By Duncan Mackay in Vancouver

February 12 - The Olympics officially opened here tonight, ending a seven-year wait for Vancouver, but the ceremony was overshadowed by the death earlier in the day of Georgia's Nodar Kumaritashvili.

The BC Place Stadium staged a colourful indoor ceremony involving a host of stars linking Canada's past with the modern nation, including a welcome from the country's Native peoples, watched by a capacity crowd of 60,000, including United States vice-president Joe Biden.

It culminated years of planning as some 2,500 athletes from 82 nations prepare to compete in the showpiece, with Canadian Governor General Michaelle Jean officially declaring the event open.

With flags at half-mast in honour of luger Kumaritashvili, who had been killed while training for the luge, International Olympic Committee (IOC) President Jacques Rogge prefaced the traditional opening speeches by saying: "It is with great sadness that we acknowledge the tragic loss of Nodar Kumaritashvili of the Georgian team, who passed away this morning in a training accident on the luge track. We extend our deepest sympathies to his family, friends, team-mates and country."

Organisers were faced with a difficult dilemma when Kumaritashvili died earlier in the day after flying off the Olympic luge track at high speed and smashing into a metal pillar during a training run.

The 21-year-old was knocked unconscious and immediately placed on a stretcher with blood pouring from his face before being air-lifted to hospital and pronounced dead.

Georgia's shellshocked eight-man team, now reduced to seven, considered pulling out of the Games but decided to compete in honour of Kumaritashvili.

"During the 2008 Summer Olympics Georgia was invaded by Russia and despite this they stayed and won several medals," said Georgia's Minister for Sports and Culture Nikolos Rurua.

"So our sportsmen have decided to be loyal to the spirit of the Olympic Games and compete and dedicate their efforts to their fallen comrade."

They marched into the Stadium wearing black armbands, led by flag-bearer Iason Abramashvili, a skier who at 21 is the same age as Kumaritashvili, in a sombre mood and were greeted by a standing ovation from the crowd.

There was later a minute's silence.

The IOC said an investigation into the crash was underway and it was too early to say whether the luge events, which are due to begin tomorrow, will go ahead.

Rogge later reminded all athletes of their responsibility as role models.

Rogge said: "Dear athletes, these Games belong to you ... so give them the magic that we all desire through your performances and your conduct.

"Remember that you are role models for the youth of the world.

"There is no glory without responsibility."

Canadian Paralympian Rick Hansen carried the torch into the stadium at the end of a record-breaking 28,000-mile, 106-day trip across the country and four athletes, including ice hockey legend Wayne Gretzky, lit the flame simultaneously.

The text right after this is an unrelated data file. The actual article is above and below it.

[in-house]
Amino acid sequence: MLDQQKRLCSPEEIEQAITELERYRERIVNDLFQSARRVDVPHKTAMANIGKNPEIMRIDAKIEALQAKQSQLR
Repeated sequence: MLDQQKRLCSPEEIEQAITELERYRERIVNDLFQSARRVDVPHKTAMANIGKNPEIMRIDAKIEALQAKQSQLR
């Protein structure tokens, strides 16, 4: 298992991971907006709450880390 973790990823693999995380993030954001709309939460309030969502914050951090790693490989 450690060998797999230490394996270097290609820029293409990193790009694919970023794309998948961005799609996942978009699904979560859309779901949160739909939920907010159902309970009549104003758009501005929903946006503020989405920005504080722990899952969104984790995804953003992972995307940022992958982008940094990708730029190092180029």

The climax called for the cauldron to be lit jointly by four Canadian sports heroes - with skier Nancy Greene, basketball All-Star Steve Nash and speed skater Catriona LeMay Doan - joining Gretzky.

But LeMay Doan was left to stand by awkwardly when one of the four pillars holding the Olympic cauldron failed to rise.

A second, far larger cauldron was lit by Gretzky in a plaza along the downtown waterfront - giving Vancouver a visible symbol for the rest of the Games that the indoor stadium could not provide.

With tragedy hanging over the Games, organisers continued to battle warm weather in Vancouver and on nearby Cypress Mountain, the host of the freestyle events.

Tonnes of snow have had to be driven and helicoptered in from higher elevations to Cypress, and rain has further complicated matters.

Up at Whistler, site of the blue-riband alpine skiing events, it is not a case of no snow but too much snow.

The poor conditions and a lack of training runs forced the women's opening alpine skiing event, the super-combined scheduled for Sunday, to be postponed until a yet to be decided day.

The men's downhill event is set for tomorrow morning, but with more rain and snow forecast overnight, that too could be in jeopardy.

Despite the conditions, the Olympics began at Whistler with ski jump qualifying.

Six gold medals are set to be decided on the first competitive day tomorrow.

The Games' build-up culminated with the lighting of the Olympic cauldron, signalling the end of a marathon which has seen the torch cross 45,000km of the country.

It met small-scale protests on the final leg Friday when around 100 demonstrators, upset over the financial and environmental impact of the Olympics, briefly blocked the relay route.

Contact the writer of this story at [email protected] 

Related stories
February 2010: 
Georgian killed in luge accident at Winter Olympics in Vancouver